1. Existing clients that are looking for something specific on your site
  2. People who want to do business with you and are checking your site out
  3. Top of the funnel traffic that stumbled across your site

Most likely the majority of your homepage traffic will come from existing clients and bottom of the funnel traffic. But there might still be a small amount of top-of-the-funnel traffic.

It’s important to truly understand this. The best place to research this is to look at the Google Search Console queries report.

Using Search Console Data to Understand Your Home Page Audiences 

To do this, first, filter the data to only show the site’s home page. Once you’ve done that, take a look at the queries.

Most likely you’ll see mostly branded search terms. These are either existing clients or bottom-of-the-funnel traffic.

If you also see informational queries, you might be getting top of the funnel traffic too.

Create A Header Structure to Serve Each Search Intent 

With this information in hand, you should build a way for each one of these audiences to take the journey they want to take. This should be in the top navigation menu of your site.

For instance, for bottom-of-the-funnel traffic, you might want to include a reason to do business with your brand and a CTA that links to a product or sign-up page.

For existing users, you might want to feature an easy-to-find login button or top-level header links that point to pages your current users will be interested in finding.

For top-of-the-funnel traffic, you might want to direct them to your blog or other content designed to turn readers into buyers.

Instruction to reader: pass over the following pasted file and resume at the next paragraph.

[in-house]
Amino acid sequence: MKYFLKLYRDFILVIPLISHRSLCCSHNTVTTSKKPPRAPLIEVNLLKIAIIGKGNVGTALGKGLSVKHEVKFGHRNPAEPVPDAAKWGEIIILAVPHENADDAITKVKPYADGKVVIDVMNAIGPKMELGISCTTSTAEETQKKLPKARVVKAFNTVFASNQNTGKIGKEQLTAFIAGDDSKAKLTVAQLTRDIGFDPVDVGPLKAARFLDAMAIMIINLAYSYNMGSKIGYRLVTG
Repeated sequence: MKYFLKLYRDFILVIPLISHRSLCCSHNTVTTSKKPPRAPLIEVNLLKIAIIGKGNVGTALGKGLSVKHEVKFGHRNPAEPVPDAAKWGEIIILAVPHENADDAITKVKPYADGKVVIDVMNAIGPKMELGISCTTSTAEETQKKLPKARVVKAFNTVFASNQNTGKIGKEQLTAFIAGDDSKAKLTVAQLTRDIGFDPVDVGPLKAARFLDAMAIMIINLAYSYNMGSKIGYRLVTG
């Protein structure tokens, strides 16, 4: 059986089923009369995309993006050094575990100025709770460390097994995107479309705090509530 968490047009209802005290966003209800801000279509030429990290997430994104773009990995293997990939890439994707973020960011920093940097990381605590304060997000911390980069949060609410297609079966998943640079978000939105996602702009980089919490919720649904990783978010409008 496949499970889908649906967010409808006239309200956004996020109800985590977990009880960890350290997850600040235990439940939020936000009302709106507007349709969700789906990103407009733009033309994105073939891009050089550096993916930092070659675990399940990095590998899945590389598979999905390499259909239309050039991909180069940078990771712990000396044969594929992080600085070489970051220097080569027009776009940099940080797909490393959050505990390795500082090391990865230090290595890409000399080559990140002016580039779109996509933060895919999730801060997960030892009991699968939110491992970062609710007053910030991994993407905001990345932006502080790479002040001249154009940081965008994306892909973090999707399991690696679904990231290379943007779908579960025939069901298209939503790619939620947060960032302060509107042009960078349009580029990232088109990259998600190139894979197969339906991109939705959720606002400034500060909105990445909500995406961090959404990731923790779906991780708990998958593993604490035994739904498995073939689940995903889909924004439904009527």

And that’s where you can start to build semantic relationships within content in your niche.

Semantic Relationships in Your Blog Content 

As I mentioned above, your blog is a great place to build your topical relevance and site profile.

To get this right you should first research how Google and other search engines understand the general topic of your blog. What you are looking for is how they understand the entities and their relationships.

Although I have covered how to do this research in my post about topical authority research, here is a brief overview.

Start by searching for the topic on Google. At this stage, you are not looking for granular information. Instead aim to get an overview of the topic in general. The easiest way to do this is through information found in Knowledge Panels. If you can’t find one look for other SERP features such as Featured Snippets.

These SERP features are a great way to find subtopics for your topic as a whole.

So, if you were to create content on how to play bass guitar, you’d go broad and look at the Google SERP for the term ‘bass guitar’.

As you can see in the screenshot above you have a huge amount of entity information that you can use as subtopics.

Some obvious subtopics would be:

  • How to play bass guitar content (based on the video box)
  • Advice on how and where to buy a bass guitar
  • Informational content based on the People Also Ask box
  • History of the instrument

If you can’t find subtopics on the SERPs there are some great tools that are designed to give you entity information such as the Rank Ranger Related Keywords report in the keyword research suite.

As you can see in the screenshot above there are 2171 related terms that could be used as subtopics.

So for instance, based on the report above, you could potentially add a double bass section to your content.